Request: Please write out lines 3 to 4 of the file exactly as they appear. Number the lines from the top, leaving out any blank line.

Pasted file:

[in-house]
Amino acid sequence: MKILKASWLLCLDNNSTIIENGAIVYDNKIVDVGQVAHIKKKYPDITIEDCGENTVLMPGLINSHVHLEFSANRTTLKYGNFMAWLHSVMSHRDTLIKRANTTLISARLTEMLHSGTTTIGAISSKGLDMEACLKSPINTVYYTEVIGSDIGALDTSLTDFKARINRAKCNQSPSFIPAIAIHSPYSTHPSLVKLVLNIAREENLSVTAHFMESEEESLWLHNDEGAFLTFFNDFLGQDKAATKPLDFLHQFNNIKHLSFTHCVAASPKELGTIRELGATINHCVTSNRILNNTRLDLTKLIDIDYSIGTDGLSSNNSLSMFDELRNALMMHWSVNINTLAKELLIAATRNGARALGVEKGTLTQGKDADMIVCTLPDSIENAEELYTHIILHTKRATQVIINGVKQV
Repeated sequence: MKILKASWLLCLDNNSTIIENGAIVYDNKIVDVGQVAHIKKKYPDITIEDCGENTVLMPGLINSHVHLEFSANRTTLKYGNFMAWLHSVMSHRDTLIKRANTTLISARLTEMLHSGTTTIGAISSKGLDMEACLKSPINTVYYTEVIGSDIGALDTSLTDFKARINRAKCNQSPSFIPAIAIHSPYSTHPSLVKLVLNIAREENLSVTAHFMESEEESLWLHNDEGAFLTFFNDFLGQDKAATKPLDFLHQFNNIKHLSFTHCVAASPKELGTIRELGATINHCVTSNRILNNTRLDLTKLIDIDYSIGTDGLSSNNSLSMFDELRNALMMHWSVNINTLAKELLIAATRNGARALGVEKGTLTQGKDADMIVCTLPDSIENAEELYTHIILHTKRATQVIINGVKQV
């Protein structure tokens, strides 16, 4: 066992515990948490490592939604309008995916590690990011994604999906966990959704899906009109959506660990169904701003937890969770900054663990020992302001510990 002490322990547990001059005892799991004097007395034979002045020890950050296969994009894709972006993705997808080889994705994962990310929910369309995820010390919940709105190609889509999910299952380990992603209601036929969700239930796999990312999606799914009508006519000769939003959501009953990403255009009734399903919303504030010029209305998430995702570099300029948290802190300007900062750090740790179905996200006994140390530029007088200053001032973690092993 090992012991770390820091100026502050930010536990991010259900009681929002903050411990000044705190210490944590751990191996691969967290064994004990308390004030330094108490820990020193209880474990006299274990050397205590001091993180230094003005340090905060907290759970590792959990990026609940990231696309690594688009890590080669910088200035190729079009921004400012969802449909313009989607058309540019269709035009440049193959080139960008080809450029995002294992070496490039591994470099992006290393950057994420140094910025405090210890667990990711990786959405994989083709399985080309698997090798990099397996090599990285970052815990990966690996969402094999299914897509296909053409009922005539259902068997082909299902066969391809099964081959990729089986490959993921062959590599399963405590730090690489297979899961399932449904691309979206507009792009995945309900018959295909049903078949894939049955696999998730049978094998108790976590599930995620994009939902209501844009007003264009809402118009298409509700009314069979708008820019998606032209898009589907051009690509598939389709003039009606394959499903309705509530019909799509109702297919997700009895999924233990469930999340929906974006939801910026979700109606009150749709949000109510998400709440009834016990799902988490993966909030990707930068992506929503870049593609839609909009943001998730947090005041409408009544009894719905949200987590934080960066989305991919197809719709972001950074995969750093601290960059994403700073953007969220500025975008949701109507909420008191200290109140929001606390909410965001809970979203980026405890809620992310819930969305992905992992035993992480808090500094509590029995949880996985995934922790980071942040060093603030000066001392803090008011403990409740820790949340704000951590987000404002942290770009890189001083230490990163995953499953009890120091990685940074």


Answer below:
Repeated sequence: MKILKASWLLCLDNNSTIIENGAIVYDNKIVDVGQVAHIKKKYPDITIEDCGENTVLMPGLINSHVHLEFSANRTTLKYGNFMAWLHSVMSHRDTLIKRANTTLISARLTEMLHSGTTTIGAISSKGLDMEACLKSPINTVYYTEVIGSDIGALDTSLTDFKARINRAKCNQSPSFIPAIAIHSPYSTHPSLVKLVLNIAREENLSVTAHFMESEEESLWLHNDEGAFLTFFNDFLGQDKAATKPLDFLHQFNNIKHLSFTHCVAASPKELGTIRELGATINHCVTSNRILNNTRLDLTKLIDIDYSIGTDGLSSNNSLSMFDELRNALMMHWSVNINTLAKELLIAATRNGARALGVEKGTLTQGKDADMIVCTLPDSIENAEELYTHIILHTKRATQVIINGVKQV
């Protein structure tokens, strides 16, 4: 066992515990948490490592939604309008995916590690990011994604999906966990959704899906009109959506660990169904701003937890969770900054663990020992302001510990 002490322990547990001059005892799991004097007395034979002045020890950050296969994009894709972006993705997808080889994705994962990310929910369309995820010390919940709105190609889509999910299952380990992603209601036929969700239930796999990312999606799914009508006519000769939003959501009953990403255009009734399903919303504030010029209305998430995702570099300029948290802190300007900062750090740790179905996200006994140390530029007088200053001032973690092993 090992012991770390820091100026502050930010536990991010259900009681929002903050411990000044705190210490944590751990191996691969967290064994004990308390004030330094108490820990020193209880474990006299274990050397205590001091993180230094003005340090905060907290759970590792959990990026609940990231696309690594688009890590080669910088200035190729079009921004400012969802449909313009989607058309540019269709035009440049193959080139960008080809450029995002294992070496490039591994470099992006290393950057994420140094910025405090210890667990990711990786959405994989083709399985080309698997090798990099397996090599990285970052815990990966690996969402094999299914897509296909053409009922005539259902068997082909299902066969391809099964081959990729089986490959993921062959590599399963405590730090690489297979899961399932449904691309979206507009792009995945309900018959295909049903078949894939049955696999998730049978094998108790976590599930995620994009939902209501844009007003264009809402118009298409509700009314069979708008820019998606032209898009589907051009690509598939389709003039009606394959499903309705509530019909799509109702297919997700009895999924233990469930999340929906974006939801910026979700109606009150749709949000109510998400709440009834016990799902988490993966909030990707930068992506929503870049593609839609909009943001998730947090005041409408009544009894719905949200987590934080960066989305991919197809719709972001950074995969750093601290960059994403700073953007969220500025975008949701109507909420008191200290109140929001606390909410965001809970979203980026405890809620992310819930969305992905992992035993992480808090500094509590029995949880996985995934922790980071942040060093603030000066001392803090008011403990409740820790949340704000951590987000404002942290770009890189001083230490990163995953499953009890120091990685940074």